• Quad Tile 02 - I saw this beautiful piece of artwork by Luis Guggenberger which became the Dreadnought antenna from The Last Jedi and thought it would make an excellent large tile, so I modeled a version of it. I did not model the actual antennae, as they would be too fragile to print - they can easily be added with simple music wire and tubing, or many of the exquisite machined parts from
    • Towers! There are 3 sizes of Death Star turbolaser tower. IMPORTANT NOTE: These have not passed all the online printability checks. The 3dhubs checker reports lots of self-intersecting faces in the panel lines, but Formlabs PreForm software doesn't report any problems. YMMV.
      • One with a 40x40 base and three sections, and two with a 20x20 base - a two section and a single section. There's also a separate 20x20 STL of the bottom section only of the two-section tower.
      • Also included is a 20x20 laser tower "shelf", intended for use on vertical walls.
      • The turbolaser "head" is modeled separately, so it can be attached at any rotational angle (or even made posable with magnets).
      • Like the Dreadnought antenna, I have not modeled the actual laser cannons, as they would be very tiny and probably too fragile to print. Again, I recommend getting some brass cannons from the many varieties Master Model makes.
    • Blanks - I threw in blank tiles in each size. They're nothing but 1.5mm thick squares in 10x10, 10x40, 10x40, 20x20, 20x40, and 40x40 mm. Print some out and make your own kitbashed tiles!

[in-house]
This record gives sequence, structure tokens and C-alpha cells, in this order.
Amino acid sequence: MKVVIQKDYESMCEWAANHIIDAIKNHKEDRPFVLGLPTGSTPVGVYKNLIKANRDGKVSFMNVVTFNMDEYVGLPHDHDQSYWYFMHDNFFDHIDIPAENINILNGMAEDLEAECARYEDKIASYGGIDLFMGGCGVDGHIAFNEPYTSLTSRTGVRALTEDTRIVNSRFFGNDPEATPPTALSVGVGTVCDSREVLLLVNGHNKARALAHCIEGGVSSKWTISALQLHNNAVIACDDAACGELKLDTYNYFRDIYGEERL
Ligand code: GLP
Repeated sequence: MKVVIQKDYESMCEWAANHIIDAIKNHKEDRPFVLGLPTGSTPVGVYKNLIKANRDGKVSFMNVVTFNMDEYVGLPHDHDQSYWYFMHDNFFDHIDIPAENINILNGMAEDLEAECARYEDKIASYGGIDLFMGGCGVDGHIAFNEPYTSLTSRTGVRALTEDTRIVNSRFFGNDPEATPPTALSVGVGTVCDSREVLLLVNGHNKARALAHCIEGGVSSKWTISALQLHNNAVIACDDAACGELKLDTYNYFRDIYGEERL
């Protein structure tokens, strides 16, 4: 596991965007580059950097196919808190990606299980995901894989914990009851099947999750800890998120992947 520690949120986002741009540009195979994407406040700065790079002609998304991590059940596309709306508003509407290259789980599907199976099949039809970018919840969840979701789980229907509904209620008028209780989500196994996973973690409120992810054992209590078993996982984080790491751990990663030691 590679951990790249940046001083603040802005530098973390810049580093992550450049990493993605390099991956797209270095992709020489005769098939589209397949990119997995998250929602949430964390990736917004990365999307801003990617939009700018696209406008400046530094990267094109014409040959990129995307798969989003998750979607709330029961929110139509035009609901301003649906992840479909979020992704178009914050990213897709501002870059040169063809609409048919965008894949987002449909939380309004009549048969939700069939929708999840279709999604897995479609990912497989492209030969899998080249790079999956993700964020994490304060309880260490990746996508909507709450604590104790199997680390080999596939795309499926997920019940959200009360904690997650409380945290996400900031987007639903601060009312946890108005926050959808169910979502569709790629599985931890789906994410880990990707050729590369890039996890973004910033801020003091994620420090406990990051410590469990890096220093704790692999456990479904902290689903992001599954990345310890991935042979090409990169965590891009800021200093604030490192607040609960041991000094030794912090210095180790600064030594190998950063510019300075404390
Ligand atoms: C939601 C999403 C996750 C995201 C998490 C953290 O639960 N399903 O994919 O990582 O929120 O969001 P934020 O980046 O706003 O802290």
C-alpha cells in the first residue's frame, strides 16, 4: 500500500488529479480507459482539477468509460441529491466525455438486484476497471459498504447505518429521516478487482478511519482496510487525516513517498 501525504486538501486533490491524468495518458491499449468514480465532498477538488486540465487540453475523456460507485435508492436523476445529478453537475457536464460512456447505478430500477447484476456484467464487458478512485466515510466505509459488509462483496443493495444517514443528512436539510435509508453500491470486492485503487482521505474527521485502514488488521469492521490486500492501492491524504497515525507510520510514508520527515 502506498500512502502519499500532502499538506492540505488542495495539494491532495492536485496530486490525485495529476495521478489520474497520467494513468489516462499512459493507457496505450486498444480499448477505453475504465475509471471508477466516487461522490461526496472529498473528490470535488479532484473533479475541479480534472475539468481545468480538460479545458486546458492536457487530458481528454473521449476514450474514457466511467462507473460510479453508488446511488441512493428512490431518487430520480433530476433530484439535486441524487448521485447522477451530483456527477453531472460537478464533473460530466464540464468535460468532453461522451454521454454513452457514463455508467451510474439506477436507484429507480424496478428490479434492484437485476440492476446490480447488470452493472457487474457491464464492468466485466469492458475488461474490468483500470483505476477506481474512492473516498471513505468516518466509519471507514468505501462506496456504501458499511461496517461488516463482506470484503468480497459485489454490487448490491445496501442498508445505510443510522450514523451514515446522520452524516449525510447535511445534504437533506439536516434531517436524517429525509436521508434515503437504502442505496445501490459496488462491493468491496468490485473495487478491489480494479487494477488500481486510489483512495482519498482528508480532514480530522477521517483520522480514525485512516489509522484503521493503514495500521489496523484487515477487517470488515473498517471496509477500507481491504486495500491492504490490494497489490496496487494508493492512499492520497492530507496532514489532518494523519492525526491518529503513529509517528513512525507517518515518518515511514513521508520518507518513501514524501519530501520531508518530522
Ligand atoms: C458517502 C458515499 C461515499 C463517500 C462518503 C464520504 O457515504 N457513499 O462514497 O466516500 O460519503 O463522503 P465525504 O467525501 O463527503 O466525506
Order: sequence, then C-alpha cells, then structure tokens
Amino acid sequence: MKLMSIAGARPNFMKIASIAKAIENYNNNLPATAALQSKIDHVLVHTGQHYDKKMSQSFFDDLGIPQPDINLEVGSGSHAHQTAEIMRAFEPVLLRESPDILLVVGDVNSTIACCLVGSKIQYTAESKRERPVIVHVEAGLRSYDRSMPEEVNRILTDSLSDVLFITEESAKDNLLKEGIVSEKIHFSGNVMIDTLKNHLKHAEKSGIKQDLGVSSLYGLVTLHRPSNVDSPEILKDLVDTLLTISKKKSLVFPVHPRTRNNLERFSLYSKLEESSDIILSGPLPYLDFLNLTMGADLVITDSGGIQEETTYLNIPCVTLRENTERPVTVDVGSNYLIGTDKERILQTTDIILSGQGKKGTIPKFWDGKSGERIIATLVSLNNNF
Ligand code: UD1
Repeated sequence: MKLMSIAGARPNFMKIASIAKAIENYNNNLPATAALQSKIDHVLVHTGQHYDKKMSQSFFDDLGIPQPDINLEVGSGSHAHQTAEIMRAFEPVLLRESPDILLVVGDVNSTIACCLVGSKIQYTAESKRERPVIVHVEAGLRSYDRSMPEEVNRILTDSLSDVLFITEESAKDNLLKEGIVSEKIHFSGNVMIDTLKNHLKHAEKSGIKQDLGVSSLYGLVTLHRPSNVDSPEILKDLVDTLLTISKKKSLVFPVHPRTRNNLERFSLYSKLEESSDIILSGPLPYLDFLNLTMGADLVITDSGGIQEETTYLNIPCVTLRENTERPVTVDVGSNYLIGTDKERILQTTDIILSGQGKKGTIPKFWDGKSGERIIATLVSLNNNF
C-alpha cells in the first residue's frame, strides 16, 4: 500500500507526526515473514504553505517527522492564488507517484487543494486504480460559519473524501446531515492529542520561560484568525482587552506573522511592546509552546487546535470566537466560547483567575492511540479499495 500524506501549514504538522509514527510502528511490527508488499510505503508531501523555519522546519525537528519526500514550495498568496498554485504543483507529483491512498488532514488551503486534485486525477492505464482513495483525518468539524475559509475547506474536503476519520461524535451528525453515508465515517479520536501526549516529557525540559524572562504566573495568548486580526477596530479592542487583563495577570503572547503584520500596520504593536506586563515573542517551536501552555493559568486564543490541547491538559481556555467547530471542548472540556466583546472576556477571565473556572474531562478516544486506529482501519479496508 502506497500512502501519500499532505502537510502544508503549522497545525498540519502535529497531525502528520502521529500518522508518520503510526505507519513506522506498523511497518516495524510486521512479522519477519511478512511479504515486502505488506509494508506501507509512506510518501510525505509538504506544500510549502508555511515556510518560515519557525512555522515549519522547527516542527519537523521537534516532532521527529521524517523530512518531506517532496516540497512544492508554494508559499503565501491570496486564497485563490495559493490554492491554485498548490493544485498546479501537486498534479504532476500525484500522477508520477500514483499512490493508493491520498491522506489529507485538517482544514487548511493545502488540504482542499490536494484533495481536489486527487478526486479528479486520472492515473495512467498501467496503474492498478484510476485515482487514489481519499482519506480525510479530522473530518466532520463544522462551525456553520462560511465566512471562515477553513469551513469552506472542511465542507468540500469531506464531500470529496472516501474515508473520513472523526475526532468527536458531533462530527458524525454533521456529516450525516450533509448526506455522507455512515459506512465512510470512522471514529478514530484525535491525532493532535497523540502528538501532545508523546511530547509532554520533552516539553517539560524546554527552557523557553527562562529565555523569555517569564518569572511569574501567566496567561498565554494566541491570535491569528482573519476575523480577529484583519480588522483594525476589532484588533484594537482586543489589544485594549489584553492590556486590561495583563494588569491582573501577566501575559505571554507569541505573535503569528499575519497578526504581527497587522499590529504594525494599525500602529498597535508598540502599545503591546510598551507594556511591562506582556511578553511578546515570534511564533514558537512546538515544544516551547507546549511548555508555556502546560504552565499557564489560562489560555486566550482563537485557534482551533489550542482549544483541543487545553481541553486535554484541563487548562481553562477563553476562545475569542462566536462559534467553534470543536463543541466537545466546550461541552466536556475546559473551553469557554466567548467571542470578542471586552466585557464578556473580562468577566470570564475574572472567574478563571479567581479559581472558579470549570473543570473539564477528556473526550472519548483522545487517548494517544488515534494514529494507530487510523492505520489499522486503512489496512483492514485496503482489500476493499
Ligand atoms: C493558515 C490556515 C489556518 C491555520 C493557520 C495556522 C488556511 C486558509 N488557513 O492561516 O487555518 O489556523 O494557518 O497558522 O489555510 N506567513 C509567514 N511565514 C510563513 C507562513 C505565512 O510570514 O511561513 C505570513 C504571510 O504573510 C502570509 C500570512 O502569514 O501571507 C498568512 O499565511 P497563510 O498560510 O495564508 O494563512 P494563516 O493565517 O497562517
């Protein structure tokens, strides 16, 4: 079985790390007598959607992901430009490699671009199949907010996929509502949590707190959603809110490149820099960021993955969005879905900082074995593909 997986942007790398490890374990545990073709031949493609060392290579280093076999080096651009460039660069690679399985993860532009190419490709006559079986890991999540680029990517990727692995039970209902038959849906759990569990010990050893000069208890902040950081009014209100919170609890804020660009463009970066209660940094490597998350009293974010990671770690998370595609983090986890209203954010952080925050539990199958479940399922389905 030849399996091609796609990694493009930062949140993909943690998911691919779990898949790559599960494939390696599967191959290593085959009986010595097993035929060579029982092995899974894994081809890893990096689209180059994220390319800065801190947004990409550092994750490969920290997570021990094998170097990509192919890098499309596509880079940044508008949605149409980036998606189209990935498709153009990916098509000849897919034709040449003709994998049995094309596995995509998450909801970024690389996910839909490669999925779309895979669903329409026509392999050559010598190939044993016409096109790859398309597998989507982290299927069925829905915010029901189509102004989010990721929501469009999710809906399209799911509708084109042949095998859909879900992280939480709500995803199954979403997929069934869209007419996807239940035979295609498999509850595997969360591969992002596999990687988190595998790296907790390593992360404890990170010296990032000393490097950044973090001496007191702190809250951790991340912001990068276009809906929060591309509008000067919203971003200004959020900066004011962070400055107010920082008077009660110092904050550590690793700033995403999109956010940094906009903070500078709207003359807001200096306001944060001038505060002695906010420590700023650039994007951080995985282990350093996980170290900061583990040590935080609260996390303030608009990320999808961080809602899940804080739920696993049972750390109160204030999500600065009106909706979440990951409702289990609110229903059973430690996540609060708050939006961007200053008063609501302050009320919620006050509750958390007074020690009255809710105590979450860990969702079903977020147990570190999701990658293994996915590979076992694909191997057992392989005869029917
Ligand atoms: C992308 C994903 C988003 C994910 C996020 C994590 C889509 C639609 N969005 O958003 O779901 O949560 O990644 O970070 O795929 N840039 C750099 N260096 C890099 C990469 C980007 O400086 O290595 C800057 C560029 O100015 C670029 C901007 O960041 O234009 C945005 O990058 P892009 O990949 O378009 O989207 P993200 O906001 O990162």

Version 1, 2020-09-14

    Included are the following (so far):

    • 20 standard tiles (20x20)
    • 12 quarter tiles (10x10)
    • 1 "double-half" tile (10x40)
    • 2 double tiles (20x40)
    • 1 quad tile (40x40)

    If you want to print these files and don't have a printer of your own, there are lots of 3D printing services out there where you can get them printed.

    • Shapeways is probably the most well known, and they do excellent, reliable work. Downsides are that they're very slow, and very expensive.
    • 3DHubs is newer service running a network of printers. They have an excellent online printabiilty checker (all my files have gone through it), and they're somewhat faster and cheaper than Shapeways. You don't know exactly who is printing your files, or on what printer though. My first order came out looking weird (definitely not printed on an SLA resin printer), but my second order was beautiful.
    • Treatstock is another service running a network of printers, but more like an Etsy for 3D printing. You can choose who to go with, and individual sellers have reviews, photos, etc... including a listing of exactly what printers they have. I like this service the best, so far.

    STL Repair

    I use these two online STL repair services to fix up the STL files exported from SketchUp, which frequently have numerous minor errors:

    Usually running a file through Netfabb is sufficient. For some files that still have errors (like overlapping faces), running them through Formware first, then Netfabb has produced the best results for me.